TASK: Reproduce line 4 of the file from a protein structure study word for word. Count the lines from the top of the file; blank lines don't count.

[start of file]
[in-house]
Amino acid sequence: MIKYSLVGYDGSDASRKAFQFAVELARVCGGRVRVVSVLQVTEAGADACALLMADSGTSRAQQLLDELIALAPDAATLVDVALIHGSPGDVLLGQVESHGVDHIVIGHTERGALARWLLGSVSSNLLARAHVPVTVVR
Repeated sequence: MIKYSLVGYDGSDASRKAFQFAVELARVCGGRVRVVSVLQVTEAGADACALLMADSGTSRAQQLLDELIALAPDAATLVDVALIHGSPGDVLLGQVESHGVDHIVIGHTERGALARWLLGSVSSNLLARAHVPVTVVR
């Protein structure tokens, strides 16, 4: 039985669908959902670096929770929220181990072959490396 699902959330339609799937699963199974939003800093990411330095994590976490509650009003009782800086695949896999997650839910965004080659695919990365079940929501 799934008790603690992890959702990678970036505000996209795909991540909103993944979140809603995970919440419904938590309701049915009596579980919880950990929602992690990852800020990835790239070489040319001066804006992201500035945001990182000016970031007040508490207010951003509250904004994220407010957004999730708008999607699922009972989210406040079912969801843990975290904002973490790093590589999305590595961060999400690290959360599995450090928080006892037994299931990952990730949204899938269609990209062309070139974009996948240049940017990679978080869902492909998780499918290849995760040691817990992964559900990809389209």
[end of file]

């Protein structure tokens, strides 16, 4: 039985669908959902670096929770929220181990072959490396 699902959330339609799937699963199974939003800093990411330095994590976490509650009003009782800086695949896999997650839910965004080659695919990365079940929501 799934008790603690992890959702990678970036505000996209795909991540909103993944979140809603995970919440419904938590309701049915009596579980919880950990929602992690990852800020990835790239070489040319001066804006992201500035945001990182000016970031007040508490207010951003509250904004994220407010957004999730708008999607699922009972989210406040079912969801843990975290904002973490790093590589999305590595961060999400690290959360599995450090928080006892037994299931990952990730949204899938269609990209062309070139974009996948240049940017990679978080869902492909998780499918290849995760040691817990992964559900990809389209």